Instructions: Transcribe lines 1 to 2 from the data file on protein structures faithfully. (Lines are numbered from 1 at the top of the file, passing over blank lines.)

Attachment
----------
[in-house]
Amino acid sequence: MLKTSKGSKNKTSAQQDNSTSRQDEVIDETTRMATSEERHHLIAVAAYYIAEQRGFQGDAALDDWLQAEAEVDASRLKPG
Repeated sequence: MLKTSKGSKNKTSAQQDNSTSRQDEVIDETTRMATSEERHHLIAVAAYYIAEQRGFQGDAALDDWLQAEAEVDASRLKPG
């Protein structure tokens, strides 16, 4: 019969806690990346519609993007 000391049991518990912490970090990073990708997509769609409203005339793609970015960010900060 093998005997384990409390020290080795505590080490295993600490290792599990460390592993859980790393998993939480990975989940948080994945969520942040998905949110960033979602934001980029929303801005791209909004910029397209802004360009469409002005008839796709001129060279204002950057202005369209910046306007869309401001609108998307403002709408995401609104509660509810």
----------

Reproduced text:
[in-house]
Amino acid sequence: MLKTSKGSKNKTSAQQDNSTSRQDEVIDETTRMATSEERHHLIAVAAYYIAEQRGFQGDAALDDWLQAEAEVDASRLKPG